A Xojo 2015r1 created application is running in Windows 11

I installed a SQLIte driven application yesterday on an Acer with WIndows 11 that comes out of the box earlier in that morning.

As far as i can tell, it worked fine.

The supported folders were created, the data base file read and written, the splash screen appears correctly (with db specs).

The user do not called to cry against me since yesterday mid-day…

All he says was: “no need to upgrade (to the current Xojo version: 2022r2)…”
And my answer was “I need an eyes upgrade, but I cannot get that.”


I know of a 90’s made database app made at max for win xp using borland database engine
that still works on windows 11 too !!!
(and was not working under vista nor seven)

edit: forgot to mention: windows 11 ARM !


Microsoft has always done its best to keep backward compatibility.

… always done its best to keep backward compatibility.

Windows 11 is more or less Windows 95 :joy:

No, it’s all Windows NT!

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Like moving VB6 source code to VB.Net?

IBM is the king of backward compatibility. I have programs I wrote in 1982 that are essentially unchanged 40 years later, which compiled and ran on each new generation of machine. Moved from CISC to RISC, transitioned through LOTS of OS releases, etc.

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Those are DIFFERENT products.

It is more like RUNNING VB6 compiled apps 20+ years later without changes and without recompiling.

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As a developer, I also value source code backward compatibility. It is like the engineer’s mantra at Apple must be: “If it ain’t broke, fix it 'til it is!”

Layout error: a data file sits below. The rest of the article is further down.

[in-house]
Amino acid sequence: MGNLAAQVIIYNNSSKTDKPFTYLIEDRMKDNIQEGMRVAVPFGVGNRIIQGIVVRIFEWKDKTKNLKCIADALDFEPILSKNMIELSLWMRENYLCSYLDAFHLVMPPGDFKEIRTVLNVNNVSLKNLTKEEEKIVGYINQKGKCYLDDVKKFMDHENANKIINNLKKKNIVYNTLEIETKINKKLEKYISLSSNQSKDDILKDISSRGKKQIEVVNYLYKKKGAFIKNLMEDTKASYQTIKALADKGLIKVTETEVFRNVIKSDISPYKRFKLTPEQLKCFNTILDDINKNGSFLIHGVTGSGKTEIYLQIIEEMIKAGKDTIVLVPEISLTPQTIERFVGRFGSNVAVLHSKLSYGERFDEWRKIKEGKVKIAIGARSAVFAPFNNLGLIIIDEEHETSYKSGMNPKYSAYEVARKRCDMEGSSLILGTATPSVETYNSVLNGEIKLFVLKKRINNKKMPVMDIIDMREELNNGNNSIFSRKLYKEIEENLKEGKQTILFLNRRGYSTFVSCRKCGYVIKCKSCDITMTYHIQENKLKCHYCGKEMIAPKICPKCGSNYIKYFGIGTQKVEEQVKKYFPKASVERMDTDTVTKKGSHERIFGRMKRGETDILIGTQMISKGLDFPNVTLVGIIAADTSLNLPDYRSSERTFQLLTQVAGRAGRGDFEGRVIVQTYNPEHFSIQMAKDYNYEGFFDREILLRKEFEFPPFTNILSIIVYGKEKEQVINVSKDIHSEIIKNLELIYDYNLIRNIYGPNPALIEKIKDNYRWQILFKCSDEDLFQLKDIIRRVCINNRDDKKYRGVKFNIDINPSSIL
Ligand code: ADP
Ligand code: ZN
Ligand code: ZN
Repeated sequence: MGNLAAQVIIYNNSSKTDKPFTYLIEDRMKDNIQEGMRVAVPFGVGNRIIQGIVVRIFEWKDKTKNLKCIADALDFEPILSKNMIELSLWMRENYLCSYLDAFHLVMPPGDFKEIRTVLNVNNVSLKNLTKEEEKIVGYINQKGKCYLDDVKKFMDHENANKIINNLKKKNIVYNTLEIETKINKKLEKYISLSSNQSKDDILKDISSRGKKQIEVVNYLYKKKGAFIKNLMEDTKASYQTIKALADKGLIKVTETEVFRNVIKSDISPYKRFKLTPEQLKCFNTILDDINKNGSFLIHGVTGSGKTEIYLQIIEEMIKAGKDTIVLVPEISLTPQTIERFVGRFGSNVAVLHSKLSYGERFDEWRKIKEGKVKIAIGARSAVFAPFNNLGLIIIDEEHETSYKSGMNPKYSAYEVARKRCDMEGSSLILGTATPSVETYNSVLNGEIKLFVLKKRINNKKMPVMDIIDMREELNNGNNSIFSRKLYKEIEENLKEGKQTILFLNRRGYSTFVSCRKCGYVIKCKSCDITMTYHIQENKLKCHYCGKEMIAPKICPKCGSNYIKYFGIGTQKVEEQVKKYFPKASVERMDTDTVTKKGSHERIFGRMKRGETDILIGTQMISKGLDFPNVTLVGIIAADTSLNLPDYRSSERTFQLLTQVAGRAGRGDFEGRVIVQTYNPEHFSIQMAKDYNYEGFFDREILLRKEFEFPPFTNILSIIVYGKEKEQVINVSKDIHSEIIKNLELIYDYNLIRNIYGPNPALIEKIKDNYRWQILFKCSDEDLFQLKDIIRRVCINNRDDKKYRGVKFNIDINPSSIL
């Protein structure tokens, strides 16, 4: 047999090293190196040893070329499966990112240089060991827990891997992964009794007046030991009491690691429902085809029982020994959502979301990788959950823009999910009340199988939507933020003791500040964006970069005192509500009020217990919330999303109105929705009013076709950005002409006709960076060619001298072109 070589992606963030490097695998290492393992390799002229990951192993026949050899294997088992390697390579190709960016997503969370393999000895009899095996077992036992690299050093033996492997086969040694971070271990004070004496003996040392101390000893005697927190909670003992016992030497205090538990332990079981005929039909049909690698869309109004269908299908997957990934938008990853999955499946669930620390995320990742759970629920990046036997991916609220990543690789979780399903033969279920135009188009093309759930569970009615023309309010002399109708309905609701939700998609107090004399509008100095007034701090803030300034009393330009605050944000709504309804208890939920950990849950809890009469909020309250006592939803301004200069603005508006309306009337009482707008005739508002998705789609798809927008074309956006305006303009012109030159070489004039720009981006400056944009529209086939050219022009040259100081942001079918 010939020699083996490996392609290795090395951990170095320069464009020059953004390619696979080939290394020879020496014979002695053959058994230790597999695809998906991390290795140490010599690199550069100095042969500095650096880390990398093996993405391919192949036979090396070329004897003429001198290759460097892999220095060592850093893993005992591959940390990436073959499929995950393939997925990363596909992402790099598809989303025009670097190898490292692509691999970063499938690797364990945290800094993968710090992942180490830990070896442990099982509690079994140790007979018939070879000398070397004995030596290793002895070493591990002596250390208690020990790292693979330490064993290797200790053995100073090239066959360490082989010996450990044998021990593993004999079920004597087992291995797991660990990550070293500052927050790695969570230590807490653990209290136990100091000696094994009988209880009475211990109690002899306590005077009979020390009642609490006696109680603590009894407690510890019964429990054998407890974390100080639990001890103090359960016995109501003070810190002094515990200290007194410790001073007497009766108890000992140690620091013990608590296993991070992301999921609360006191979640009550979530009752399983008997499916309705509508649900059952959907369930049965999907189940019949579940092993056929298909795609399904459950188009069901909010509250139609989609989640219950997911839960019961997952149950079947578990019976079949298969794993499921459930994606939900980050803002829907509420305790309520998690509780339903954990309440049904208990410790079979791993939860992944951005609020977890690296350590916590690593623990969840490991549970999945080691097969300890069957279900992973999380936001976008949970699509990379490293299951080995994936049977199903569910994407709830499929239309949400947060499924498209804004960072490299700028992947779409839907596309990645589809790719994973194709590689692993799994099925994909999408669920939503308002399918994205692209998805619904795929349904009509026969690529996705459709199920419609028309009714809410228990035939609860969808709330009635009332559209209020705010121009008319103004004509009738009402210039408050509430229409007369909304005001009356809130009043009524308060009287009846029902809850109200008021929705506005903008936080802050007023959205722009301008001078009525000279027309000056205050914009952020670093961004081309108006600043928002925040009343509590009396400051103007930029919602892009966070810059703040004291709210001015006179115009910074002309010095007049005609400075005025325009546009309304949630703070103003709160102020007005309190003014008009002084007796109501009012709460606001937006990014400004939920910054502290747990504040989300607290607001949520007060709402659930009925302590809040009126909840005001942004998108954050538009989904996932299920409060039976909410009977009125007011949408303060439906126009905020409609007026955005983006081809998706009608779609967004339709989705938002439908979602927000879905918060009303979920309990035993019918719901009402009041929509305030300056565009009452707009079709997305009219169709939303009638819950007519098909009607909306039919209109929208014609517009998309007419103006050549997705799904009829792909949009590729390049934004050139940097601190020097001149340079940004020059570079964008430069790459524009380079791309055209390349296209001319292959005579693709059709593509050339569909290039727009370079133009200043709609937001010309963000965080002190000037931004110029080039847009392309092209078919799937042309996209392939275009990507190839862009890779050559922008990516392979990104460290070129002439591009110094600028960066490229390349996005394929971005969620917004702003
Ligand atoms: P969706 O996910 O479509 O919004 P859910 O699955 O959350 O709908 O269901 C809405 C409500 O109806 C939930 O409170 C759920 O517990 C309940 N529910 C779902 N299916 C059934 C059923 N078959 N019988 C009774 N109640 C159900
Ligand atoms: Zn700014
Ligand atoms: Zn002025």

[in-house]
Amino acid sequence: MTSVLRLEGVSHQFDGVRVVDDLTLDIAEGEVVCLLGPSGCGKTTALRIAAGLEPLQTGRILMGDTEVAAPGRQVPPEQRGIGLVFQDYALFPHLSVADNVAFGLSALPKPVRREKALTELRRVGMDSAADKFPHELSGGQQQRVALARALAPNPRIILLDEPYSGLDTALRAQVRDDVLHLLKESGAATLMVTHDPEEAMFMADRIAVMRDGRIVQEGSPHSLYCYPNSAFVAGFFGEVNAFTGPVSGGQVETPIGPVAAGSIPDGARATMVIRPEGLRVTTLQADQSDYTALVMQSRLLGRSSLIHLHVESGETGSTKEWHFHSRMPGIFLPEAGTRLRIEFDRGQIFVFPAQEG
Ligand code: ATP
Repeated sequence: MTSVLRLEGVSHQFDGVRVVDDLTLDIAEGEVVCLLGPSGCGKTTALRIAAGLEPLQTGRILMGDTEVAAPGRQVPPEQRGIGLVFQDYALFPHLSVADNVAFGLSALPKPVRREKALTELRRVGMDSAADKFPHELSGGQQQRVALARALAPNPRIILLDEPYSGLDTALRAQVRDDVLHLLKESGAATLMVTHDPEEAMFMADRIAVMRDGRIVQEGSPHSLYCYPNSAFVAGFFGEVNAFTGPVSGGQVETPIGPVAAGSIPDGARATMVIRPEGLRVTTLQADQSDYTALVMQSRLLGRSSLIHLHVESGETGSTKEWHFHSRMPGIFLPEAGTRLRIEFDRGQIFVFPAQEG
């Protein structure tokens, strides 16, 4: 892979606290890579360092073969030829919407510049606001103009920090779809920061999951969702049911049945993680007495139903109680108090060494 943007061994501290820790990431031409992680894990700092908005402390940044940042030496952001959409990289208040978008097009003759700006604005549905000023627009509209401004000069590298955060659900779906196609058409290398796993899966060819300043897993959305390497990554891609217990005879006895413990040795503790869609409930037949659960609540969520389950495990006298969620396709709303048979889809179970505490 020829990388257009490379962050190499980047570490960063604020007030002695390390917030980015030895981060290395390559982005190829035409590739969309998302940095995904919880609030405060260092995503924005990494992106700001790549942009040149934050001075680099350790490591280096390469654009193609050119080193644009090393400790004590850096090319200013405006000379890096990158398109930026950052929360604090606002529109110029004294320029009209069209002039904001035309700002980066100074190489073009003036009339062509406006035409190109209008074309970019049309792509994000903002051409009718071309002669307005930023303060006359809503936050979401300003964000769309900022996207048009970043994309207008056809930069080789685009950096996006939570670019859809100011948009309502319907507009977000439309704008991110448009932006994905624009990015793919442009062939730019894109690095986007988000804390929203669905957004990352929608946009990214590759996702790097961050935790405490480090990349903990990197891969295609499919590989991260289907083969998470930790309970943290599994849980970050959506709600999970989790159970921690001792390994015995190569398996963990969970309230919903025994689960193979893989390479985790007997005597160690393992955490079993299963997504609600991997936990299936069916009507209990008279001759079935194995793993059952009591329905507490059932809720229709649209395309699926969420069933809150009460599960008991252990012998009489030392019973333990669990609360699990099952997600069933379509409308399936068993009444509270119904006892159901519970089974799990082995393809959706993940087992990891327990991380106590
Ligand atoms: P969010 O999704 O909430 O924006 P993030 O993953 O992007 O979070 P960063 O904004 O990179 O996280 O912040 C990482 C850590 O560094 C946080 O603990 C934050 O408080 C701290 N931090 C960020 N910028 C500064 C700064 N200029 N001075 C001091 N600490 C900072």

But to your point, on the IBM systems where I spent most of my time in the 80’s and 90’s, they even pulled off allowing you to move COMPILED object code from a CISC based machine to a RISC based machine with a higher bit count (IIRC it was 128 bit even then). They did this by also storing an intermediate representation of the program code along with the final linked machine code for the current machine code. The first time an object was run on a new architecture, it automagically regenerated the machine code for the new machine. As long as you were not doing other things like checking the hardware serial number of other license restrictions of your own, the COMPILED code could be moved to an entirely different architecture and run natively on that architecture too. (They also had migration assistants that would perform all that for you so you did not have a performance hit on first use on the new machine.)

So not only did they allow COMPILED programs to run across many OS upgrades, they even allowed COMPILED programs to run natively on an entirely entirely different CPU architecture.

And I can.

The Windows 11 ‘out of the box’ problem is when they have 11S and it forces them to the Windows Store, like its my fault… :wink:

All too true :disappointed_relieved:


hear ! hear ! hear !

i read about. the todays app in ms store already run at client pc in an virtual enviroment.
if we test our apps local at pc, at client it behave different and you can guess why.
we must keep the freedom to share apps by ourselves for everyone. very importantly.